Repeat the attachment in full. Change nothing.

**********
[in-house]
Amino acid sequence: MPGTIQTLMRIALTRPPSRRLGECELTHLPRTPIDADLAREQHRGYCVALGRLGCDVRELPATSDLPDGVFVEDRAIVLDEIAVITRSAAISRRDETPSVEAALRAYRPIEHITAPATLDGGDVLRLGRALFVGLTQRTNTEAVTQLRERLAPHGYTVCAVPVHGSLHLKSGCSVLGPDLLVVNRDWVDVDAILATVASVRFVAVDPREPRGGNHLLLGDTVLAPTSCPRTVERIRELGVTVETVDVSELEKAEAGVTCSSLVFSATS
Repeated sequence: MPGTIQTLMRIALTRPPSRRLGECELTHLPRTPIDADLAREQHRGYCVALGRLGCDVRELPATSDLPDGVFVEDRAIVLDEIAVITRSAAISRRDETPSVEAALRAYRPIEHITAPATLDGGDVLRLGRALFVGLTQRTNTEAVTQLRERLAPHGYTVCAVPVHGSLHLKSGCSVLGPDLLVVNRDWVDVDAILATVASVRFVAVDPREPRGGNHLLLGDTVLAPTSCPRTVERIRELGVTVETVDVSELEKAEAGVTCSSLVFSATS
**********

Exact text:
[in-house]
Amino acid sequence: MPGTIQTLMRIALTRPPSRRLGECELTHLPRTPIDADLAREQHRGYCVALGRLGCDVRELPATSDLPDGVFVEDRAIVLDEIAVITRSAAISRRDETPSVEAALRAYRPIEHITAPATLDGGDVLRLGRALFVGLTQRTNTEAVTQLRERLAPHGYTVCAVPVHGSLHLKSGCSVLGPDLLVVNRDWVDVDAILATVASVRFVAVDPREPRGGNHLLLGDTVLAPTSCPRTVERIRELGVTVETVDVSELEKAEAGVTCSSLVFSATS
Repeated sequence: MPGTIQTLMRIALTRPPSRRLGECELTHLPRTPIDADLAREQHRGYCVALGRLGCDVRELPATSDLPDGVFVEDRAIVLDEIAVITRSAAISRRDETPSVEAALRAYRPIEHITAPATLDGGDVLRLGRALFVGLTQRTNTEAVTQLRERLAPHGYTVCAVPVHGSLHLKSGCSVLGPDLLVVNRDWVDVDAILATVASVRFVAVDPREPRGGNHLLLGDTVLAPTSCPRTVERIRELGVTVETVDVSELEKAEAGVTCSSLVFSATS